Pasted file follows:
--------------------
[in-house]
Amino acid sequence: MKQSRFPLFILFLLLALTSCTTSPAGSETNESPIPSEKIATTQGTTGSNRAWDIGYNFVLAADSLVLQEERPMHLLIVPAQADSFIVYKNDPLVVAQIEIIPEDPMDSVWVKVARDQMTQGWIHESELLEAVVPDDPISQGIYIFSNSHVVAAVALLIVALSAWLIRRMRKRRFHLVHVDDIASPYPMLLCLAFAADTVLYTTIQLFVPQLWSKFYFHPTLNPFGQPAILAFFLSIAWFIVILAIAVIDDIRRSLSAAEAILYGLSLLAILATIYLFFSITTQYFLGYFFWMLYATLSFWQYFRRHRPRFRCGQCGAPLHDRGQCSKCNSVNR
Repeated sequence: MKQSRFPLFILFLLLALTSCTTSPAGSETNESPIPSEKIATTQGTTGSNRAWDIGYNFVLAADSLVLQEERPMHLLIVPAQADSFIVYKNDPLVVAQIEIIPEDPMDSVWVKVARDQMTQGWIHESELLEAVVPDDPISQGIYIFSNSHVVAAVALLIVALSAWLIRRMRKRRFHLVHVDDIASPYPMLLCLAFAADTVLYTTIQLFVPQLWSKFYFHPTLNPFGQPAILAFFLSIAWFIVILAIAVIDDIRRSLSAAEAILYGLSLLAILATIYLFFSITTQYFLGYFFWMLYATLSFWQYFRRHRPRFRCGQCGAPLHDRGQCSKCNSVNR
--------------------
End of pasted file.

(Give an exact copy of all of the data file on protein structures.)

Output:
[in-house]
Amino acid sequence: MKQSRFPLFILFLLLALTSCTTSPAGSETNESPIPSEKIATTQGTTGSNRAWDIGYNFVLAADSLVLQEERPMHLLIVPAQADSFIVYKNDPLVVAQIEIIPEDPMDSVWVKVARDQMTQGWIHESELLEAVVPDDPISQGIYIFSNSHVVAAVALLIVALSAWLIRRMRKRRFHLVHVDDIASPYPMLLCLAFAADTVLYTTIQLFVPQLWSKFYFHPTLNPFGQPAILAFFLSIAWFIVILAIAVIDDIRRSLSAAEAILYGLSLLAILATIYLFFSITTQYFLGYFFWMLYATLSFWQYFRRHRPRFRCGQCGAPLHDRGQCSKCNSVNR
Repeated sequence: MKQSRFPLFILFLLLALTSCTTSPAGSETNESPIPSEKIATTQGTTGSNRAWDIGYNFVLAADSLVLQEERPMHLLIVPAQADSFIVYKNDPLVVAQIEIIPEDPMDSVWVKVARDQMTQGWIHESELLEAVVPDDPISQGIYIFSNSHVVAAVALLIVALSAWLIRRMRKRRFHLVHVDDIASPYPMLLCLAFAADTVLYTTIQLFVPQLWSKFYFHPTLNPFGQPAILAFFLSIAWFIVILAIAVIDDIRRSLSAAEAILYGLSLLAILATIYLFFSITTQYFLGYFFWMLYATLSFWQYFRRHRPRFRCGQCGAPLHDRGQCSKCNSVNR